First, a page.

‘Not like the movies’: Inside the search for a missing Gwinnett man


On this day, Tracy Sargent and her K-9s are searching for a Lawrenceville man who disappeared more than a year ago in a drug-induced rage.

Over the last quarter-century — across the country and around the world Sargent’s Georgia-based investigation team has helped track good guys and bad, missing persons and escaped convicts. They looked into the international Natalee Holloway mystery, and into the decade-old disappearance of Gwinnett County teen Justin Gaines.

They helped look for Kelly Nash, the man whose disappearance near Lake Lanier drew headlines for weeks. They recently led police to the remains of Chase Massner, the young Cobb County Marine Corps veteran missing under suspicious circumstances.

But on this day, Sargent and her canine companions — Chance, a yellow Labrador retriever, and Draco, a black German shepherd — are looking for a young man named DeCorrius Jones.

And they’ve found something.

**

DeCorrius Jones disappeared in an acid-driven outburst, family members say.

He’d already been experimenting with the psychedelic drug for a few days when he took some the night of Oct. 15, 2016. The affable 20-year-old told friends and family the acid was expanding his mind, making him see more clearly.

But as that October night at Lawrenceville’s Sugarloaf Crossing Apartments turned into morning, it merely fueled altercations — first with his girlfriend, then with his mother.

“I was trying to diffuse the situation,” the mother, Shacora Jones, said. “And things went sour.”

**

Now, 13 months later, it’s not long before Chance finds the bone.

He’s less than 20 minutes into an initial search, romping among the pine trees and dry creek beds that make up the property between Sugarloaf Crossing and nearby industrial buildings, when he signals.

Chance is trained to sniff out human remains, and the 7-year-old lab has been doing it most of his life. So when he finds a wide, pencil-length bone and sits down — his signal — Sargent pays attention.

She brings out Draco, the shepherd, and he signals, too.

Gwinnett County police Officer Henry Mesa, who is accompanying Sargent and crew on the search, takes a picture of the bone and texts it to someone at the local medical examiner’s office. The picture is sent to a forensic anthropologist, too.

They’ll say for sure if it’s human.

**

The morning of his disappearance, Jones took off running down the stairs from his second-story apartment, presumably into the nearby woods. Six-foot-3 and 250 pounds, wearing nothing but navy blue basketball shorts.

His mother and girlfriend let him run, figured it was safer that way, that he’d cool off for a while and come back.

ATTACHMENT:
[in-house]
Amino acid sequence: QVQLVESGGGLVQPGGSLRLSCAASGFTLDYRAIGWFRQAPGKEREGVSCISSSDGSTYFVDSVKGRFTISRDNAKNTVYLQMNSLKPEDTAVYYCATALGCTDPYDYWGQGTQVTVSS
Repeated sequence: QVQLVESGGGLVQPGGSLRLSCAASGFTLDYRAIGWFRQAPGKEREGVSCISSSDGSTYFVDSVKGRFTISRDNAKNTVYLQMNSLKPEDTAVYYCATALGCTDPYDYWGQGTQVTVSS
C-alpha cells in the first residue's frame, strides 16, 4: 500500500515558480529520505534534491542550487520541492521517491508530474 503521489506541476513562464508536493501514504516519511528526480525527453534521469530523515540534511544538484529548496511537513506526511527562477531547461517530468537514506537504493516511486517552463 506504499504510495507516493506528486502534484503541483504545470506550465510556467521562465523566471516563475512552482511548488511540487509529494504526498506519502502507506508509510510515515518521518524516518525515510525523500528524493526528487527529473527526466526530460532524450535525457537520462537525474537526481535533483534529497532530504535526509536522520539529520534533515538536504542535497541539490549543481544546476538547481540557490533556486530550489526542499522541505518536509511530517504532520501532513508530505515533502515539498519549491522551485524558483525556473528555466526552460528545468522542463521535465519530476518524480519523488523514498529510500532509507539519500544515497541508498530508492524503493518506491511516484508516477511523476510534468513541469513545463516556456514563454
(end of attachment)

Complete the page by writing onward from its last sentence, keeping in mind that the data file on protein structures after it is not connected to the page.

He never did.

Loved ones spent hours and days and weeks canvassing the same woods where Chance and Draco did their work this month. They canvassed nearby businesses, they distributed 4,000 flyers. Gwinnett County police detectives worked the case.

Nothing.

**

The bone is not a human one.

The folks at the medical examiner’s office could tell the bone belonged to an animal of some sort. Sargent theorizes that, in order for her highly trained companions to have signalled like they’d found human remains, someone must’ve, say, cut themselves and bled in the area where the bone was found.

The bone being there too was a coincidence. There’s no need to call in the Gwinnett police department’s crime scene unit to tape off the area and collect the bone for further testing.

“This is not like the movies,” Sargent says.

Sargent takes both dogs and “grids out” the search area, walking them back and forth among the pine needles for a more careful and complete examination. They don’t signal again.

**

About two months ago, nearly a year after Jones’ disappearance, his father’s employer offered to pay for the services of Patricia Lane Investigations, a Cumming-based private investigation firm. Lane assigned team member Jane Holmes to the Jones case. Holmes brought Sargent and the K-9s in as part of her larger investigation.

There has been no real progress since private investigators joined on — though Jones’ father’s company, Suwanee-based Millenium Mats, is now offering a $5,000 reward in the case.

Jones’ mother is holding on to hope. She expects new developments in the case in the coming weeks. And she believes her son is still alive.

“I think he’s somewhere just not ready to come home, not ready to face the reality of what’s happening,” Shacora Jones said. “Ashamed.”

**

Sargent, who provides her services to both law enforcement agencies and families, has performed more than 900 searches over the years. Many have been fruitful, some not. It can be a long, painstaking process.

“In one case in particular, we searched 28 individual places,” Sargent says. ” … And at the 28th location, we found the remains.”

“We now know where [Jones] is not,” she adds. “That’s a good thing.”

Holmes, the private investigator, is left to figure out what’s next.

She says she’ll begin looking into Jones’ phone records and identifying the friends he corresponded with (using nicknames), and that she’ll try and speak with the coworker who purportedly gave Jones the acid that night. She won’t call on Sargent and Chance and Draco again unless she has a specific, “high probability area” to search.

The rational assumption, she knows, is that Jones is dead somewhere. But maybe, just maybe, his mom is right.

“There may be more to the story,” Holmes says later.

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